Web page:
Muhammad Fadli is a documentary photographer and producer based in Jakarta, Indonesia. Born and raised in West Sumatra, he relocated to the Indonesian capital almost a decade ago to pursue his career as a photographer. His affection for themes such as history, culture, and social issues are reflected in his personal long-term projects. His work has been exhibited in various photo festivals and published in international publications such as National Geographic, The Wall Street Journal, The Washington Post, M Le Monde, Süddeutsche Zeitung Magazin, among others.

He also has published two books ‘Rebel Riders’ (2018, Dienacht Publishing, Germany) and ‘The Banda Journal’ (2021, JordanJordan, Indonesia). The latter, which is a result of his collaboration with an Indonesian writer Fatris MF, won Paris Photo-Aperture Foundation Photobook of the Year 2021 Award.

Fadli shares his thoughts about mentorship, working in Indonesia, and working in documentary photography.

What role has mentorship played in your photography career? What are some of your mentorship experiences?

I  only have a few first-hand formal mentorship experiences, but they’ve been so important for my career. Even now, a part of me still hopes for more opportunities to be mentored because I know that there is always more to learn. One of my most meaningful experiences was attending the Southeast Asia Masterclass, which was held in conjunction with the Obscura Photo Festival a few years ago. The mentors were Jörg Brüggemann and Tobias Kruse from Ostkreuz Photo Agency in Berlin. Their visual approach and critical way of looking at things and telling stories opened my eyes to different perspectives, both in my visual approaches and in a broader sense.

Image from The Banda Journal. Courtesy of Muhammad Fadli.

Having been a mentor yourself, what are some of the key things that you look out for when assessing a proposal or portfolio?

The connection between the photographer and the project they’re pursuing or have done is the thing that I often look out for. I’m always interested to know what drives photographers to pursue certain projects. Do they have a personal interest in the story they’re trying to tell? What is their background? Are they the right person to tell the story? If the proposed project is something that has been done before, can they contribute a new point of view?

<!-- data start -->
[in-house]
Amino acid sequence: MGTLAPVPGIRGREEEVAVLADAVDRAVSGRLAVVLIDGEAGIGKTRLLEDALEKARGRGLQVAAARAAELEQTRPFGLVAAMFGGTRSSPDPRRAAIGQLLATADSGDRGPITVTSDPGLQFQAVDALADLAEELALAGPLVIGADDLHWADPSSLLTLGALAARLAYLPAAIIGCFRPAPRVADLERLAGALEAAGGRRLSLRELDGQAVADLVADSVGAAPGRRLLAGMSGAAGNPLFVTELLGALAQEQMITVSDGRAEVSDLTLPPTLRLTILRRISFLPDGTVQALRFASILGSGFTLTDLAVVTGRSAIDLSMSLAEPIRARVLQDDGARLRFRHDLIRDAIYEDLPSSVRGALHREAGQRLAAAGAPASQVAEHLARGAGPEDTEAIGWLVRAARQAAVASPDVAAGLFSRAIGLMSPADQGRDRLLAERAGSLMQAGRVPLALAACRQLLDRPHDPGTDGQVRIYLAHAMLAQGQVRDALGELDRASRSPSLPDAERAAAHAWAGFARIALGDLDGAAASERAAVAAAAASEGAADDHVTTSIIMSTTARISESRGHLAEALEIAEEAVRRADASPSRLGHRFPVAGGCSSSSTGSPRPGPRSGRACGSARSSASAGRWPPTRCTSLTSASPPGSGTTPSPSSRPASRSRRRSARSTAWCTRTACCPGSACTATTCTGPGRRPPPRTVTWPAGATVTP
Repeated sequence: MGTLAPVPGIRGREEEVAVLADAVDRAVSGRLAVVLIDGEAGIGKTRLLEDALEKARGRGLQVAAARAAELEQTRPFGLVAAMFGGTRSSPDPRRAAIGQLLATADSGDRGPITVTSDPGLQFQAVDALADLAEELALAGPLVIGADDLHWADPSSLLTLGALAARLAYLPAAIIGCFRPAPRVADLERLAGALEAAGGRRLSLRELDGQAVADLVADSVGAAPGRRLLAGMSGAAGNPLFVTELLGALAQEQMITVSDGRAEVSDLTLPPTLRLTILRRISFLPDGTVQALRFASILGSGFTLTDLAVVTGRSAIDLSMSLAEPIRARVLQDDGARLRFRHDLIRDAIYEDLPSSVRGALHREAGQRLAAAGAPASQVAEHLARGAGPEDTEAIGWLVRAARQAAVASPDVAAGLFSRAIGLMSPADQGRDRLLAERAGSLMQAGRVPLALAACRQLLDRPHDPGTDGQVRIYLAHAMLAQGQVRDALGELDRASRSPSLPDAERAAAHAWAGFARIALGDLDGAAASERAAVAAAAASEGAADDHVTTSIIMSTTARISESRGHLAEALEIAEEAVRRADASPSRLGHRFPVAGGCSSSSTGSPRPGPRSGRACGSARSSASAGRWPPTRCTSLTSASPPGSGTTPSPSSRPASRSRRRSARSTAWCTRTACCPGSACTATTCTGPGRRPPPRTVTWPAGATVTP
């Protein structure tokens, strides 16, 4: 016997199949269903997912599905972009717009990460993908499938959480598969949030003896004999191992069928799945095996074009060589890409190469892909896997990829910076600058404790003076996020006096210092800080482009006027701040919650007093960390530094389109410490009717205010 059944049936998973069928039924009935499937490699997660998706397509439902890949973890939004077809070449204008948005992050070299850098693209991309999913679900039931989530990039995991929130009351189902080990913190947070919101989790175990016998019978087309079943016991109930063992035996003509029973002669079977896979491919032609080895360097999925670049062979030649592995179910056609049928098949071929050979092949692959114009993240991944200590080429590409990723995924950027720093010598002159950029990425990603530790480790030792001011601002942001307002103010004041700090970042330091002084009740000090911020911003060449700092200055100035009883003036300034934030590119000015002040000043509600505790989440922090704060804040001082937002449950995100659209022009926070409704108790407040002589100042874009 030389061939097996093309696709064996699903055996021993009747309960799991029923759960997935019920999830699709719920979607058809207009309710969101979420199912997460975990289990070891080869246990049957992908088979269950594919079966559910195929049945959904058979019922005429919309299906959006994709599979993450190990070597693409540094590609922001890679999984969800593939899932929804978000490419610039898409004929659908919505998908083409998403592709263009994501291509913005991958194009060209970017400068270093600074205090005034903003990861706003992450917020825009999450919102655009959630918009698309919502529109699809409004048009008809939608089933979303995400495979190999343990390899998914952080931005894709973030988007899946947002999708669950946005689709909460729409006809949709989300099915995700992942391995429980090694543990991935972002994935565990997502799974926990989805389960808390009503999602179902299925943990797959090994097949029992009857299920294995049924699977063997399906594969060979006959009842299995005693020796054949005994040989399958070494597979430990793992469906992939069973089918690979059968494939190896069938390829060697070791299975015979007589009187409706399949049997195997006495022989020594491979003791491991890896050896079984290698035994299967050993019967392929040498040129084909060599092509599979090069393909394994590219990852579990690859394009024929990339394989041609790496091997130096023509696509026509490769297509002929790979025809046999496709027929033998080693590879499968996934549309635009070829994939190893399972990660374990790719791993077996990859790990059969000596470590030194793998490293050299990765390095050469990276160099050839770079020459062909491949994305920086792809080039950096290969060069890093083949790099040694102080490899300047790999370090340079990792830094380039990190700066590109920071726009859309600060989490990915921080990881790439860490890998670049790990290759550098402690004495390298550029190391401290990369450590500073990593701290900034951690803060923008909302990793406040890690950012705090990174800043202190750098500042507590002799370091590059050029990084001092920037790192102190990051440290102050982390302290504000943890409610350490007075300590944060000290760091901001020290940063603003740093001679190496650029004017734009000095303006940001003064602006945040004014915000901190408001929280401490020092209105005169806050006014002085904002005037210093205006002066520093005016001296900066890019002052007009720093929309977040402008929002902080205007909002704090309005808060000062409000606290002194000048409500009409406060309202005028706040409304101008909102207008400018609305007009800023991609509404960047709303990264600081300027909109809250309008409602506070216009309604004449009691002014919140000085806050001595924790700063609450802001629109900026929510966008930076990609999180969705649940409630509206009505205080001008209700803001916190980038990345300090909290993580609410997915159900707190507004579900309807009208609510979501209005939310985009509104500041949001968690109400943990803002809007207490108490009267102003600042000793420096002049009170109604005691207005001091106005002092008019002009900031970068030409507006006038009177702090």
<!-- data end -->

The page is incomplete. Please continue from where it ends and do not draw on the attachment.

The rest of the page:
What led you to pursue documentary photography in Indonesia?

The biggest reason is that I’m trying to connect with and understand the world around me and all its complexities. I personally feel that documentary photography is not merely about documenting things, it  also provides a solid ground for endless discovery as a photographer, and as a human being. In the case of Indonesia, it’s a very diverse country in terms of culture and norms where you can be an insider and a stranger at the same time. For me, as an Indonesian, it’s a really good balance.

Image from Rebel Riders. Courtesy of Muhammad Fadli.

Are there any perspectives or subjects that you would like to see more of in the Indonesian or Southeast Asian documentary scene?

I don’t really have a preference for particular subjects, because there are too many important stories out there. But I really would like to see more local voices and perspectives. What we’re still lacking, especially in Indonesia, is the perspective of someone who is local, someone who is part of the community being photographed. I would also like to see more projects that ask difficult questions while being empathetic to their subjects.

How do you think programmes like the Objectifs Documentary Award can be beneficial to young photographers in Southeast Asia?

There are so many ways young photographers in Southeast Asia can benefit from such programmes. The way documentary photography is practiced and circulated changes over time, and it can be hard to navigate, especially if you’re starting out. Some may find that such programmes are instrumental in developing their project, getting insight into different practices and approaches. Others who are interested in publishing their works internationally may benefit from the mentors’ experience, especially if the mentors are actively working in this field. It’s very likely that emerging photographers will face totally different challenges in the near future, but it’s always good to know what they are working towards.. And most importantly, such programs can create a support system for aspiring documentary photographers in the long run., These support systems often outlast the period of the mentorship itself.

The Objectifs Documentary Award is now open for applications. The deadline for applications is 24 April 2022.